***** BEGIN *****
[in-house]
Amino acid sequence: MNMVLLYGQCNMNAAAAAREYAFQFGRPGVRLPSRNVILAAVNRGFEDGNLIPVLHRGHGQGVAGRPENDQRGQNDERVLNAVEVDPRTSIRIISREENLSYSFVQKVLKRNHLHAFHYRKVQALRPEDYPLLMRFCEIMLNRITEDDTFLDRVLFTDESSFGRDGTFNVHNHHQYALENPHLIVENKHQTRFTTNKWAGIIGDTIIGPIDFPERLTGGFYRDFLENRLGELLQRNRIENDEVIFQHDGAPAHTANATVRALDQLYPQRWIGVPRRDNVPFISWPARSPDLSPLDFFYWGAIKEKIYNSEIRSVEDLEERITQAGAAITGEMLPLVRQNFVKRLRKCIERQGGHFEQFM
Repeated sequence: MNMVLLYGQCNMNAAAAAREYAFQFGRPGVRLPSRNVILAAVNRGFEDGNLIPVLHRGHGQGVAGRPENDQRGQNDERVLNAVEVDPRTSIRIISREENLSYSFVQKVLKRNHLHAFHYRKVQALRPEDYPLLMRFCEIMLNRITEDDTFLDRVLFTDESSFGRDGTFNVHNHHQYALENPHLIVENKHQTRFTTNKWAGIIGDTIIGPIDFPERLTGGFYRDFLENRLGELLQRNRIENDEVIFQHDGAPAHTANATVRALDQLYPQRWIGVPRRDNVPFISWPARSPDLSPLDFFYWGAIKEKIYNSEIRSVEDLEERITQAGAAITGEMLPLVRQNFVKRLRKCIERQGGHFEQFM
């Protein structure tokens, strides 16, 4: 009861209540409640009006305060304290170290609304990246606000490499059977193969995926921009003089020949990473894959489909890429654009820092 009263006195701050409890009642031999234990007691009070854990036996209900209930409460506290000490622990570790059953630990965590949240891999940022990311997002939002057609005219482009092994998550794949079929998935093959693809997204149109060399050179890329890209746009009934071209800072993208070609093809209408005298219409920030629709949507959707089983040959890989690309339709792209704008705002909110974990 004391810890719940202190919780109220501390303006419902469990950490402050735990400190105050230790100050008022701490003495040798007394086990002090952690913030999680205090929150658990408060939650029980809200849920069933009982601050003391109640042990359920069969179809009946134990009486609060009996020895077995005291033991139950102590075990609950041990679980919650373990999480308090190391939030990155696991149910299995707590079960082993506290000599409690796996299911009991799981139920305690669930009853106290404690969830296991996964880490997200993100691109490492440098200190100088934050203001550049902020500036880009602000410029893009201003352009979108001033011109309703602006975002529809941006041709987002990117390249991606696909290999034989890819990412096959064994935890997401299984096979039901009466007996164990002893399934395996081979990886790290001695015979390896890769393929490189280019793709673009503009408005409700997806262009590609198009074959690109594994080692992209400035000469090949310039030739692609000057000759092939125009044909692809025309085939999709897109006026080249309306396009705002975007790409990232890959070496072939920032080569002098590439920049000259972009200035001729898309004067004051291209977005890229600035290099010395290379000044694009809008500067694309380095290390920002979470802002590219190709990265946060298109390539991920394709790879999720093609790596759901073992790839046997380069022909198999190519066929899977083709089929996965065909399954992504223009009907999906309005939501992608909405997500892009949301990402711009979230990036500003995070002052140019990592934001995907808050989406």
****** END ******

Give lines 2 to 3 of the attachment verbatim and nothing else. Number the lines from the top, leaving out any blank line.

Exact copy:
Amino acid sequence: MNMVLLYGQCNMNAAAAAREYAFQFGRPGVRLPSRNVILAAVNRGFEDGNLIPVLHRGHGQGVAGRPENDQRGQNDERVLNAVEVDPRTSIRIISREENLSYSFVQKVLKRNHLHAFHYRKVQALRPEDYPLLMRFCEIMLNRITEDDTFLDRVLFTDESSFGRDGTFNVHNHHQYALENPHLIVENKHQTRFTTNKWAGIIGDTIIGPIDFPERLTGGFYRDFLENRLGELLQRNRIENDEVIFQHDGAPAHTANATVRALDQLYPQRWIGVPRRDNVPFISWPARSPDLSPLDFFYWGAIKEKIYNSEIRSVEDLEERITQAGAAITGEMLPLVRQNFVKRLRKCIERQGGHFEQFM
Repeated sequence: MNMVLLYGQCNMNAAAAAREYAFQFGRPGVRLPSRNVILAAVNRGFEDGNLIPVLHRGHGQGVAGRPENDQRGQNDERVLNAVEVDPRTSIRIISREENLSYSFVQKVLKRNHLHAFHYRKVQALRPEDYPLLMRFCEIMLNRITEDDTFLDRVLFTDESSFGRDGTFNVHNHHQYALENPHLIVENKHQTRFTTNKWAGIIGDTIIGPIDFPERLTGGFYRDFLENRLGELLQRNRIENDEVIFQHDGAPAHTANATVRALDQLYPQRWIGVPRRDNVPFISWPARSPDLSPLDFFYWGAIKEKIYNSEIRSVEDLEERITQAGAAITGEMLPLVRQNFVKRLRKCIERQGGHFEQFM